Libraries Offences Act 1898

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The Libraries Offences Act 1898
Long titleAn Act to provide for the Punishment of Offences in Libraries
Citation61 & 62 Vict c 52
Territorial extentEngland and Wales
Royal assent12 August 1898
Status: Amended
Text of statute as originally enacted
Text of the Libraries Offences Act 1898 as in force today (including any amendments) within the United Kingdom, from

The Libraries Offences Act 1898 (61 & 62 Vict c 52) was an Act of the Parliament of the United Kingdom, applying in England and Wales.

It provided that certain behaviour in libraries and reading-rooms were considered an offence, liable on summary conviction to a fine of up to forty shillings. The Act extended to any public library established under the Public Libraries Act 1892, as well as to a library or reading-room maintained by any Industrial or Provident Society, any Friendly Society, or any registered trades union. The Act prohibited, where it was "to the annoyance or disturbance" of any other user - disorderly behaviour, the use of obscene or abusive language, gambling or betting, and persistently remaining within the library beyond its stated closing hours. It applied only to England and Wales.[1]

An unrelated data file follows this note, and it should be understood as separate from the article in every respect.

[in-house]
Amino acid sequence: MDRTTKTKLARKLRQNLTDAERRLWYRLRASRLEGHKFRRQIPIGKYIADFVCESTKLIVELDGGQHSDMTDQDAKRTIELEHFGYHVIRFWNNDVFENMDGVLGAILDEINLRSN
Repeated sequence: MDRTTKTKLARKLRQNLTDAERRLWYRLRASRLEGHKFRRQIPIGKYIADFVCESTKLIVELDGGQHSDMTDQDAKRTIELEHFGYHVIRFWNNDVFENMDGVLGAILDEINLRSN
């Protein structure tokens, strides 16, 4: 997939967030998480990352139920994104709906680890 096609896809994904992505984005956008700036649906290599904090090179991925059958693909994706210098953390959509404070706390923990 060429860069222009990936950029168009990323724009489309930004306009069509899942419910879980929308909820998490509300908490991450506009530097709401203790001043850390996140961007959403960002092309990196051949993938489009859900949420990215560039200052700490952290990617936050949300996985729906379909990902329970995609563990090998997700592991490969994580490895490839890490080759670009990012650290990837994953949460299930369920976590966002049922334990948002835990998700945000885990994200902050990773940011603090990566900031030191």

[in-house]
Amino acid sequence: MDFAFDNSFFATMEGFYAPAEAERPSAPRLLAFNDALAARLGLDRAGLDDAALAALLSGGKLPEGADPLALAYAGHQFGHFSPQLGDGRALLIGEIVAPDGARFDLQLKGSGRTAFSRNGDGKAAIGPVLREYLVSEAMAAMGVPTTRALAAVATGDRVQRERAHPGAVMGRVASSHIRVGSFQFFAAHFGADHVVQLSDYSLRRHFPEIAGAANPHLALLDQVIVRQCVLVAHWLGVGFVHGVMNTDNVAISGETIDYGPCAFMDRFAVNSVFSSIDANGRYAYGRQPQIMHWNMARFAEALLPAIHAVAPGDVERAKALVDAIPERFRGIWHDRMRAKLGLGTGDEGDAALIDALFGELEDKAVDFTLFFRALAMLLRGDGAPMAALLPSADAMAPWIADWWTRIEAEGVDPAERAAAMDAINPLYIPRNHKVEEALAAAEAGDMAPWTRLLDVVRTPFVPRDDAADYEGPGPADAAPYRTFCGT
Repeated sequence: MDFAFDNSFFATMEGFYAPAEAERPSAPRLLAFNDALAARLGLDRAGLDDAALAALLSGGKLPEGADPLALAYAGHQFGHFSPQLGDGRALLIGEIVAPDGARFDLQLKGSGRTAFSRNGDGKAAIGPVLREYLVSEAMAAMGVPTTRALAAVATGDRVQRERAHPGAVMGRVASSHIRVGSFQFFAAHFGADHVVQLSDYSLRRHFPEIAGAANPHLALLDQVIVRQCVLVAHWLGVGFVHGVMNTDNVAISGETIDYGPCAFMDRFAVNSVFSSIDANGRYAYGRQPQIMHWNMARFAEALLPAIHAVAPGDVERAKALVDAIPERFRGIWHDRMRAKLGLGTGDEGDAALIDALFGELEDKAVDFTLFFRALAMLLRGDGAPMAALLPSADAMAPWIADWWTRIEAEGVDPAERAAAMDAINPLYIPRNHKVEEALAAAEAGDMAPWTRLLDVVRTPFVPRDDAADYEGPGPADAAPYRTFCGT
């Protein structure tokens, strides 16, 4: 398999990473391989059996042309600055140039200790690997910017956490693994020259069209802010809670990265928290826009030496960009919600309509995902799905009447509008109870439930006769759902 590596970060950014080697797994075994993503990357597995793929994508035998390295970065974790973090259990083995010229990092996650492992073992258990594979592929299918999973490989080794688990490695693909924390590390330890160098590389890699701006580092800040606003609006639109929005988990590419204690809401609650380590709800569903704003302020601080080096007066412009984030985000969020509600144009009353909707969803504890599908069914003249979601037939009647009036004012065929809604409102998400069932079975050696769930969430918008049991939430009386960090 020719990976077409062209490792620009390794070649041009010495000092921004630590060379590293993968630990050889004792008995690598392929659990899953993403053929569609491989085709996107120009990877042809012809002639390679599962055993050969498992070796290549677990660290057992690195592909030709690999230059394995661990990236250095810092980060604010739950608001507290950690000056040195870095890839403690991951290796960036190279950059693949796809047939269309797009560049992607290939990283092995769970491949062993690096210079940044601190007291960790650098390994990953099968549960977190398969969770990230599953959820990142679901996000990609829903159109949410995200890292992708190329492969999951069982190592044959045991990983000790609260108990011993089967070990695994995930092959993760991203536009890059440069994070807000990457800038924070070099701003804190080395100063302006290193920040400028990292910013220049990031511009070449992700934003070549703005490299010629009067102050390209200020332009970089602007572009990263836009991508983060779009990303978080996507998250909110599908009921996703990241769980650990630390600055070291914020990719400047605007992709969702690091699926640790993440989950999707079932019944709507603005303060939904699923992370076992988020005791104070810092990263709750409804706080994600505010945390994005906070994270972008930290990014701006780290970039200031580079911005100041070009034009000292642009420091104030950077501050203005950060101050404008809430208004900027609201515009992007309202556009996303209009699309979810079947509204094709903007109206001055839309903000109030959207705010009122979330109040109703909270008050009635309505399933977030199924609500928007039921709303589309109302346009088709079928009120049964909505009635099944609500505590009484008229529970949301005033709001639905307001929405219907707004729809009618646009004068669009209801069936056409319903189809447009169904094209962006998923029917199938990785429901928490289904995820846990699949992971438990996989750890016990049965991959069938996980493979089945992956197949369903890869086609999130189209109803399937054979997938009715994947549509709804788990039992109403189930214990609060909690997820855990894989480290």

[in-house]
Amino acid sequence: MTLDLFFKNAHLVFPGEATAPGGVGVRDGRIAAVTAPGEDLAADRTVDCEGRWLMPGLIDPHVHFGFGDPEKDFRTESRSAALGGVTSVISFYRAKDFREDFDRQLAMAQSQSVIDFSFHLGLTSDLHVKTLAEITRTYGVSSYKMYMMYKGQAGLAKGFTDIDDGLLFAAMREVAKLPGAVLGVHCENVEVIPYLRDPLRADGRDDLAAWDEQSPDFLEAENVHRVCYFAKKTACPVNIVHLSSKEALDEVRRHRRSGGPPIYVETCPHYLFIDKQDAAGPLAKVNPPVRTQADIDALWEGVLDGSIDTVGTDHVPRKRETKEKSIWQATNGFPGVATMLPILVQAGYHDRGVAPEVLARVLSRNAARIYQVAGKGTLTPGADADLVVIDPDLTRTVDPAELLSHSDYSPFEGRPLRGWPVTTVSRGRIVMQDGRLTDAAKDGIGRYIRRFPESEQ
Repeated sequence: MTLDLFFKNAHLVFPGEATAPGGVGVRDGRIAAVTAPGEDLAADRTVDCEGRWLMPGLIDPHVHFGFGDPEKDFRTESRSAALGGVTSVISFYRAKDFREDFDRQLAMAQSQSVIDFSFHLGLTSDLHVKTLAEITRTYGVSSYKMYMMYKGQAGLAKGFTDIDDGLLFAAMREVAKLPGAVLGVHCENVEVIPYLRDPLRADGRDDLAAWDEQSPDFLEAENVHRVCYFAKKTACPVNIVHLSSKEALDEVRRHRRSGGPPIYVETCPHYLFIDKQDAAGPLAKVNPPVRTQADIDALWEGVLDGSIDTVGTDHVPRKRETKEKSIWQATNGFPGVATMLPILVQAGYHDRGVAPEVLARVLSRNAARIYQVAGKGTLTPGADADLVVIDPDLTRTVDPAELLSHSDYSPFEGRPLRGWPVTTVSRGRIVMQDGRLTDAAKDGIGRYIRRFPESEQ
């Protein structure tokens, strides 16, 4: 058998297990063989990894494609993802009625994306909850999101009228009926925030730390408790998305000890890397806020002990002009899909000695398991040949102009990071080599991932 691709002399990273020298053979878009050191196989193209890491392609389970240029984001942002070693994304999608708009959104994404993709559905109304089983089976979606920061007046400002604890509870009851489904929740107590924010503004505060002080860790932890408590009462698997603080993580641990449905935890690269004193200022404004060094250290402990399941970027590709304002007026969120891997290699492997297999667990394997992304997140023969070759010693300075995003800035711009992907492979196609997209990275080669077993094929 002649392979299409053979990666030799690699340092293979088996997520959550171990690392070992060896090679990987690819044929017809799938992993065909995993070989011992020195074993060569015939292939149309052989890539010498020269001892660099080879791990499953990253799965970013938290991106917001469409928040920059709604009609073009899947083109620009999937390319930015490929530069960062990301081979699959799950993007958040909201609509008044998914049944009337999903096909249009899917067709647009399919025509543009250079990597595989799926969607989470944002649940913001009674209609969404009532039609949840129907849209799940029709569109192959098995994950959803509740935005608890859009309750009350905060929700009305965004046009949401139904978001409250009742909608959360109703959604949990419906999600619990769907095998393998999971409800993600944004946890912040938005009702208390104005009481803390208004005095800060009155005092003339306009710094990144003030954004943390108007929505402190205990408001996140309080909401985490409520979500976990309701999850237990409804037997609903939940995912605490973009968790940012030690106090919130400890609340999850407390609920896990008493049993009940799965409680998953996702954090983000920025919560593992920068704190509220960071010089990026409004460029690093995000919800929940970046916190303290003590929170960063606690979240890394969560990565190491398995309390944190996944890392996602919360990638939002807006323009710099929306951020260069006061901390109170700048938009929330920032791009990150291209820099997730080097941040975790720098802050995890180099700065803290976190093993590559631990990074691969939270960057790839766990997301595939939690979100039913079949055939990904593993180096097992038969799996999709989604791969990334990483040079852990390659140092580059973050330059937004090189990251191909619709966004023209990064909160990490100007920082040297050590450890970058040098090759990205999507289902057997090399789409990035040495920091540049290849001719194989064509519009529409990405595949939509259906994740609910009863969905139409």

The Act is still in force, though to a limited degree; it no longer extends to public libraries, which are dealt with under the Public Libraries and Museums Act 1964, and as such it only applies to libraries maintained by trade unions or industrial, provident or friendly societies. The forty-shilling fine has now been replaced by a fine of up to level 1 on the standard scale.


  1. ^ The public general acts passed in the sixty-first & sixty-second years of the reign of her majesty Queen Victoria. London: printed for Her Majesty's Stationery Office. 1898.

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